OK, fine. But it's kind of hard to notice the two words "if
applicable" when you're distracted by such idiotic "crapola," as you
described it. It's pretty close to hair splitting, from most
people's point of view. (Not a lawyer's, I suppose.)
That might well serve as an excuse for a casual reader. Not for a
journalist -- someone who makes his living with words -- to shrug off
his obligation to at least *try* to get it right. This is a willful
misrepresentation. It is a lie.
--
_+_ From the catapult of |If anyone objects to any statement I make, I am
_|70|___:)=}- J.D. Baldwin |quite prepared not only to retract it, but also
\ / ***@panix.com|to deny under oath that I ever made it.-T. Lehrer
***~~~~----------------------------------------------------------------------
Travoltron
2019-12-03 00:07:03 UTC
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Not shocked that it was a lie. Today's "journalism" is a total joke.

Be skeptical of any doomsday hysteria the media tries to whip up.
l***@yahoo.com
2019-12-03 22:38:25 UTC
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Post by J.D. Baldwin
Post by l***@yahoo.com
OK, fine. But it's kind of hard to notice the two words "if
applicable" when you're distracted by such idiotic "crapola," as you
described it. It's pretty close to hair splitting, from most
people's point of view. (Not a lawyer's, I suppose.)
That might well serve as an excuse for a casual reader. Not for a
journalist -- someone who makes his living with words -- to shrug off
his obligation to at least *try* to get it right. This is a willful
misrepresentation. It is a lie.
But..I doubt that it's a lie that the doctors who were named (or other Ohio doctors, for that matter) are seriously worried about going to jail. Maybe they have reason to believe that if the bill were passed, they would be just one step away from being sent to jail, with a little legal maneuvering/rewriting?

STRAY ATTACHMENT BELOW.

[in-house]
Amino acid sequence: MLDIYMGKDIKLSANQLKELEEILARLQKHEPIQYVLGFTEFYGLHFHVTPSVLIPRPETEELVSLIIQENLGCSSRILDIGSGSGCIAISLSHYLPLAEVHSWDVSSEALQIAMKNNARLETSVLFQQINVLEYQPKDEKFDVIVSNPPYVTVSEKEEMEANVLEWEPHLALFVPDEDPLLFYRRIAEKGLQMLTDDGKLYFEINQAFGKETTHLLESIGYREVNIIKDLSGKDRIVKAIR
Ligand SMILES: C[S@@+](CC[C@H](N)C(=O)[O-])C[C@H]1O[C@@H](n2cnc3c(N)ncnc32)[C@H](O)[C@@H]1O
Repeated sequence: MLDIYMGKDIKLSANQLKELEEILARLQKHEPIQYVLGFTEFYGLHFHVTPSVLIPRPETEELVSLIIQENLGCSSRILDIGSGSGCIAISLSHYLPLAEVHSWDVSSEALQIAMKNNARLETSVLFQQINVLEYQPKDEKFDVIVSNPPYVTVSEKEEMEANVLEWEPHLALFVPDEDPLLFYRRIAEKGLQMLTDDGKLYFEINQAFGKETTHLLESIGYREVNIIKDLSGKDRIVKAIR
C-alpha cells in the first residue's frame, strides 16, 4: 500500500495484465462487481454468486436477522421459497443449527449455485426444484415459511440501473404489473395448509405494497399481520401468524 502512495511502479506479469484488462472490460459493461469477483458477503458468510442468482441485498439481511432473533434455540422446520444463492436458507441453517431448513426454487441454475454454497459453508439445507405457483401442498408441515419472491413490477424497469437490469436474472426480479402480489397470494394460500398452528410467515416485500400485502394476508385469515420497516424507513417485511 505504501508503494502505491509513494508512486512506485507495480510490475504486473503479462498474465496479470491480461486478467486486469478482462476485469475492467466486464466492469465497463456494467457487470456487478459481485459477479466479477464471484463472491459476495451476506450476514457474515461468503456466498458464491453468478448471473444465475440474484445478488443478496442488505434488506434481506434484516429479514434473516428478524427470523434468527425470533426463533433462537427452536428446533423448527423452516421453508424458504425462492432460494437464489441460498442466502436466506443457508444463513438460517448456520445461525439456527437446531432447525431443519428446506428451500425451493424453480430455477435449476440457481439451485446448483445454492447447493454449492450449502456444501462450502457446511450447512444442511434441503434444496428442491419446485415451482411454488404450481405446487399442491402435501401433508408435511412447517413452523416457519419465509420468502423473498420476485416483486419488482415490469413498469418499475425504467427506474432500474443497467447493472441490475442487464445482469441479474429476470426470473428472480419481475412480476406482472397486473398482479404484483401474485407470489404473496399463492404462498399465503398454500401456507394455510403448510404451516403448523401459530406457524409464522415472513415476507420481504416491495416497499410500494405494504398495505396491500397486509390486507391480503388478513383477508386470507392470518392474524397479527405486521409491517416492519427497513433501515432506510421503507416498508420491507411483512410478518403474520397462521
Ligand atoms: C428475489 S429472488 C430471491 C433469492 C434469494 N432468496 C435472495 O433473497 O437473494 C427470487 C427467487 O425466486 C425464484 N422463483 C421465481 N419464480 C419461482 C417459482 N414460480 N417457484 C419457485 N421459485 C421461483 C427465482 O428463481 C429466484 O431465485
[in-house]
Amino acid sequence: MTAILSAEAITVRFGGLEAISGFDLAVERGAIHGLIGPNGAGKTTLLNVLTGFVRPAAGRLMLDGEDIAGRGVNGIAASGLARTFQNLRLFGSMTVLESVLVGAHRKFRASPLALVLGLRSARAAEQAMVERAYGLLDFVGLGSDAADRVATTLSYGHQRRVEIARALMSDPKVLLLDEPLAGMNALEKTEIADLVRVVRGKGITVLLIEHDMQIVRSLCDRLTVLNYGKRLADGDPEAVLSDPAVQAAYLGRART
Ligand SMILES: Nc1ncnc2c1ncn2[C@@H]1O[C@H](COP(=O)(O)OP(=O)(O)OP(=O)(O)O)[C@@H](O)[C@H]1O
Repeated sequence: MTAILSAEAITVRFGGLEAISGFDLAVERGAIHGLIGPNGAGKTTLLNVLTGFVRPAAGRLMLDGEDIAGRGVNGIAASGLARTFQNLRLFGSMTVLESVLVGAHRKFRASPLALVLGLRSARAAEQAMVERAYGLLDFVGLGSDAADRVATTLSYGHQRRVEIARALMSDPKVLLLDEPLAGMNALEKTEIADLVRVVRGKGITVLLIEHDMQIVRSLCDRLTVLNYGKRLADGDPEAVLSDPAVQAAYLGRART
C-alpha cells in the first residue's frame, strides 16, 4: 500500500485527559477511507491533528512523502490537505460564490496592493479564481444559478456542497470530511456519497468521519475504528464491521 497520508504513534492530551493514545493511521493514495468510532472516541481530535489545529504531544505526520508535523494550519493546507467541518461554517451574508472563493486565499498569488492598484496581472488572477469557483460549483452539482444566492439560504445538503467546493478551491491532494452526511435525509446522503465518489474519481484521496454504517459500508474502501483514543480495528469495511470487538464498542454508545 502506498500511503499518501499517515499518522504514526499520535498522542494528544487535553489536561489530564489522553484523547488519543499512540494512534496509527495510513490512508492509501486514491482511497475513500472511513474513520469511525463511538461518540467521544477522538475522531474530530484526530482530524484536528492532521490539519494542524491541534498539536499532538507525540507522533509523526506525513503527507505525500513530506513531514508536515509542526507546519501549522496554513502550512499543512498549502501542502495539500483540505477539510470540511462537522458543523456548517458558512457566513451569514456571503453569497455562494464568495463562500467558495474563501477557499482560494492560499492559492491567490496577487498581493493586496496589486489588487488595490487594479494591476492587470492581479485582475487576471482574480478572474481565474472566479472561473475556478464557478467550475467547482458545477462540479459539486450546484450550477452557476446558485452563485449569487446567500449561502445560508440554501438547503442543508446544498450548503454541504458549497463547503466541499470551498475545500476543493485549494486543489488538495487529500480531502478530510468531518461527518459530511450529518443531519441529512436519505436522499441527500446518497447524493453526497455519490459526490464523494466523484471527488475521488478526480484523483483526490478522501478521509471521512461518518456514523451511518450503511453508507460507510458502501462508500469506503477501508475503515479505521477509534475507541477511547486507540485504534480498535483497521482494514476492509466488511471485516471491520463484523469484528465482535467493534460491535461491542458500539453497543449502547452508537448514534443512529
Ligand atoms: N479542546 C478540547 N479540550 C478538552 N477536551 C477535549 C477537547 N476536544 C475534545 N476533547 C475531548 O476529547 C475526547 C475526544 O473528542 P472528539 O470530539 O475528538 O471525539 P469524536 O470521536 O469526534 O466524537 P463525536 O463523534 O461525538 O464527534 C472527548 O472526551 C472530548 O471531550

In other words, doctors aren't exactly ignorant when it comes to the law - especially compared to the average American. So what are they worried about?


Lenona.
J.D. Baldwin
2019-12-04 13:40:16 UTC
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Post by l***@yahoo.com
But..I doubt that it's a lie that the doctors who were named (or
other Ohio doctors, for that matter) are seriously worried about
going to jail. Maybe they have reason to believe that if the bill
were passed, they would be just one step away from being sent to
jail, with a little legal maneuvering/rewriting?
In other words, doctors aren't exactly ignorant when it comes to the
law [...]
Any doctor who reads the actual text of the law and is "worried about
going to jail" on its basis is not merely "ignorant," he's probably
too stupid to find his own way to the bathroom and shouldn't be
permitted to handle a pair of scissors, much less a scalpel or
prescription pad.
--
_+_ From the catapult of |If anyone objects to any statement I make, I am
_|70|___:)=}- J.D. Baldwin |quite prepared not only to retract it, but also
\ / ***@panix.com|to deny under oath that I ever made it.-T. Lehrer
***~~~~----------------------------------------------------------------------
David Carson
2019-12-04 15:23:13 UTC
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Post by l***@yahoo.com
In other words, doctors aren't exactly ignorant when it comes to the law - especially compared to the average American. So what are they worried about?
I would no sooner seek legal advice from a doctor than medical advice from
a lawyer.
Terry del Fuego
2019-12-04 15:47:33 UTC
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Post by David Carson
I would no sooner seek legal advice from a doctor than medical advice from
a lawyer.
Which is a completely different issue from whether or not people can
honestly come to the same conclusion as the doctors and reporters in
question.

I'll ask again: Am I lying? Am I a liar?
David Carson
2019-12-04 16:39:42 UTC
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On Wed, 04 Dec 2019 07:47:33 -0800, Terry del Fuego
Post by Terry del Fuego
Post by David Carson
I would no sooner seek legal advice from a doctor than medical advice from
a lawyer.
Which is a completely different issue from whether or not people can
honestly come to the same conclusion as the doctors and reporters in
question.
I'll ask again: Am I lying? Am I a liar?
Are you asking me? I'm not challenging your honesty.